This means that most people will never pay an estate tax. In Rhode Island, the first $1.5 million dollars of an estate isn’t taxed at all. This wasn’t always the case. In 2014 the General Assembly slashed the estate tax by raising the estate tax threshold from $921,655 to $1.5 million. At the same time, the estate tax was changed. Prior to 2014, being even one dollar over the threshold meant that the entire estate was taxable. Now Rhode Island taxes only the money in excess of $1.5 million.
[Let me note here that I’m using the $1.5 million as a static number, when in fact this number increases every year. In 2017, the General Assembly changed the estate tax so that the exception started to be adjusted for inflation. In 2018 the exception was $1,537,656. If the estate was worth $1,537,657, Rhode Island would only apply taxes to a single dollar.]
Interestingly, the Representative who lead the charge on estate tax reform in 2014 was Deborah Ruggiero (Democrat, District 74, Jamestown), one of the members of the “progressive” Reform Caucus that challenged the leadership and power of the Speaker early in the 2019 session. Just another reminder that Democrats and Republicans are equally liable to champion tax breaks for the rich, even if the rich in question are dead.
Since reforming the estate tax laws in 2014 and 2017, Rhode Island has foregone $103.2 million in revenue. A total of 2,304 dead people paid the estate tax, an average of 576 people a year.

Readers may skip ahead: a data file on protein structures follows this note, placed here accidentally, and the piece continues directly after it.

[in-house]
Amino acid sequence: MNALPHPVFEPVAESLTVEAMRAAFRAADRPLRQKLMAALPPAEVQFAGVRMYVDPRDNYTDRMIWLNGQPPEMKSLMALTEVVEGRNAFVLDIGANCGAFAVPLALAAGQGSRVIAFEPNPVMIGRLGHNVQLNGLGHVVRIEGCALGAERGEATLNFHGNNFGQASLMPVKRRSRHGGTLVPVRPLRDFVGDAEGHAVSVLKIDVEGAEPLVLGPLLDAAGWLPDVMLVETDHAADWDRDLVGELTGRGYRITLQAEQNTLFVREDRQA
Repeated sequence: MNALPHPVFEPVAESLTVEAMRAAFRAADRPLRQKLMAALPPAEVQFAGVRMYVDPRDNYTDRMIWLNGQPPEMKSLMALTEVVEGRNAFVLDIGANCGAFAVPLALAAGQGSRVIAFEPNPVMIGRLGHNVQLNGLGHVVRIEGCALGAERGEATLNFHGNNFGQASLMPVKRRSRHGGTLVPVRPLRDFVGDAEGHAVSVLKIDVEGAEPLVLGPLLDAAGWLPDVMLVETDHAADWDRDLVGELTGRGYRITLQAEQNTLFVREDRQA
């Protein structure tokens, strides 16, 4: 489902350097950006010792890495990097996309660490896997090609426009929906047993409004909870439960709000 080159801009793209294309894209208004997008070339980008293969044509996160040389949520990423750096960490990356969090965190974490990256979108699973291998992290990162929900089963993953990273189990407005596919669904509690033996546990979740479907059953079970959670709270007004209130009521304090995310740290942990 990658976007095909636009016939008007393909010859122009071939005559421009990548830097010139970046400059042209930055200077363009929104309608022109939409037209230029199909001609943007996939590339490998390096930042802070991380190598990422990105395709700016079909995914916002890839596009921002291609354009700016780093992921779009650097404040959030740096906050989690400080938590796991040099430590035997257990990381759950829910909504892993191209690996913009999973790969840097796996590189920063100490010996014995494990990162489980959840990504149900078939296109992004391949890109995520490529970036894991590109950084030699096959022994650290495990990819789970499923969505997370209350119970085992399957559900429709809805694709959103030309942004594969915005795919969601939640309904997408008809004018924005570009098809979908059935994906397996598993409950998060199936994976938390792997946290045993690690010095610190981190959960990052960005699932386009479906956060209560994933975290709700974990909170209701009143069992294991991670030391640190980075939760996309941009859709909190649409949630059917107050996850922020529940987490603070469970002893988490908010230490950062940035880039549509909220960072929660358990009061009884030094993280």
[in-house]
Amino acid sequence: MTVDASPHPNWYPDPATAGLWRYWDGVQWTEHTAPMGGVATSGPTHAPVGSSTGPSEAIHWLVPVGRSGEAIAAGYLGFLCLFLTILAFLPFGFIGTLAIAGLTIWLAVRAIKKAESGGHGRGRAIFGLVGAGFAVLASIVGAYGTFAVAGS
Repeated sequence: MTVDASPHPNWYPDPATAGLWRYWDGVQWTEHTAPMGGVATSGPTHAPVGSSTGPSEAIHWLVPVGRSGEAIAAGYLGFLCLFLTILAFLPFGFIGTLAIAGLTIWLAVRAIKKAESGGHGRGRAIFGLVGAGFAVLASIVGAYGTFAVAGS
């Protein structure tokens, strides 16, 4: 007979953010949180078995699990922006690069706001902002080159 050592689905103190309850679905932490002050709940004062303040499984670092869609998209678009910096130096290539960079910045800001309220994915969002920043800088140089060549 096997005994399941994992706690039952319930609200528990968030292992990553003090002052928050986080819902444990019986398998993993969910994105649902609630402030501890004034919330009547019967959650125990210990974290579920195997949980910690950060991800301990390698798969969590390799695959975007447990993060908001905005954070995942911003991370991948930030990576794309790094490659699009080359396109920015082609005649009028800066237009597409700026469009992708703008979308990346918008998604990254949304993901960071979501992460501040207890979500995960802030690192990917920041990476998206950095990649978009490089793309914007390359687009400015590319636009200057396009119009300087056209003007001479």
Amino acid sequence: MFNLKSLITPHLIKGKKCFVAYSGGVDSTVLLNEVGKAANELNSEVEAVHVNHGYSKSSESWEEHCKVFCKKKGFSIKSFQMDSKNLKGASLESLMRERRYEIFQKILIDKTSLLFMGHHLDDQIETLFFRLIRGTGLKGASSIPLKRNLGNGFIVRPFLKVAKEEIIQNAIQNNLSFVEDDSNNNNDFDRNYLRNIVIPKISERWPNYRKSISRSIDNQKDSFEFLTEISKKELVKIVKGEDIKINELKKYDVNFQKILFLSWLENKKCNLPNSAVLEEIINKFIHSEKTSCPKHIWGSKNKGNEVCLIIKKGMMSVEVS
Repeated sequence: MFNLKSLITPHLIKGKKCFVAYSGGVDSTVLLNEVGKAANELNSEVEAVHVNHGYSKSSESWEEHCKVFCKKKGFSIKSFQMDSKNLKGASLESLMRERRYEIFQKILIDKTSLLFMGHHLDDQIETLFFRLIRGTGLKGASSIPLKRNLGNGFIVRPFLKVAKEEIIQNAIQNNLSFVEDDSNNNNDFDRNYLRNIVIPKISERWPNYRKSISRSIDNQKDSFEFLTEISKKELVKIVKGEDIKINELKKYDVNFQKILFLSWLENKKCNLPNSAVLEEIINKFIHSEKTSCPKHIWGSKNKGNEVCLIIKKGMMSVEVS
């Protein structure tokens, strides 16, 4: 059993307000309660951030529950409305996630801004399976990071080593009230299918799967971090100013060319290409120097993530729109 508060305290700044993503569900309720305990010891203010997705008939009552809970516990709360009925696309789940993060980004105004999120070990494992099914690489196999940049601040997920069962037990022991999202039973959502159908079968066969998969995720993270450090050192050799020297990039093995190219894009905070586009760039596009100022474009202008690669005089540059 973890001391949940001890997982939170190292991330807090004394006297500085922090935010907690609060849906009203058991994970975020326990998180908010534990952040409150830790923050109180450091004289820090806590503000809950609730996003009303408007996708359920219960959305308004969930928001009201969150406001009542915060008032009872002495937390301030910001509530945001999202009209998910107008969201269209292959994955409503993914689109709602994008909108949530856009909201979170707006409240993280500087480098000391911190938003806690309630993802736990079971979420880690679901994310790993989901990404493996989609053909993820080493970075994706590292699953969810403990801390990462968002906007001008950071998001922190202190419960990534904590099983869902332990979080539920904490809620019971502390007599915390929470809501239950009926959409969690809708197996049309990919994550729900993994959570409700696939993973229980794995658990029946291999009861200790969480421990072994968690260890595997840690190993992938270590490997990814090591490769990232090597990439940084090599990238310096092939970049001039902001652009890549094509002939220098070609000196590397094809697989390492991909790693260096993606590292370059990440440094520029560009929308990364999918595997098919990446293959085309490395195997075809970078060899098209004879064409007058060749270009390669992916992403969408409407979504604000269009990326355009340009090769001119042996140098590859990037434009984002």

[The economic data I’m using in this piece are from the Economic Progress Institute, but the opinions expressed here are all mine.]
Reducing taxes on the rich is a non-partisan issue, but it makes for good theater sometimes. For instance, when Trump pushed through his signature federal tax cuts, which benefited the rich to the detriment of the middle class and the poor, Rhode Island Governor Gina Raimondo, a Democrat, issued a statement that read, in part, “The Republican-Trump Tax Bill is an unconscionable handout to millionaires and billionaires paid for by working families from cities and towns like Cranston, Warwick, Providence and every other part of Rhode Island.”
This did not stop Raimondo from replicating key provisions from Trump’s tax cuts in her most recent budget proposal. When I asked the Governor’s office about this apparent contradiction, I was told by Brenna McCabe, at the Rhode Island Department of Administration that, “This is not a partisan issue.”
[As a side note, Representative Ucci, who issued the tweet near the top of this piece, also works for the law firm of Adler, Pollock and Sheehan, which threw Raimondo an expensive fundraising breakfast Friday morning. Ucci was one of the hosts for the fundraiser.]
Tax cuts for the rich are a non-partisan issue because neither party cares about the poor and the middle class: They only answer to those with money. And those with money want only one thing: More money. Even if they’re dead, apparently.
“It is time for State House politicians, like House Speaker Nicholas Mattiello, to stop talking about reducing the estate tax, and actually get rid of it,” wrote RI GOP Chair Bell in his press release. “Make this the year Rhode Island eliminates its death tax. Let’s Keep Chafee in Rhode Island.”
Uh, yeah. That’s not why Chafee left.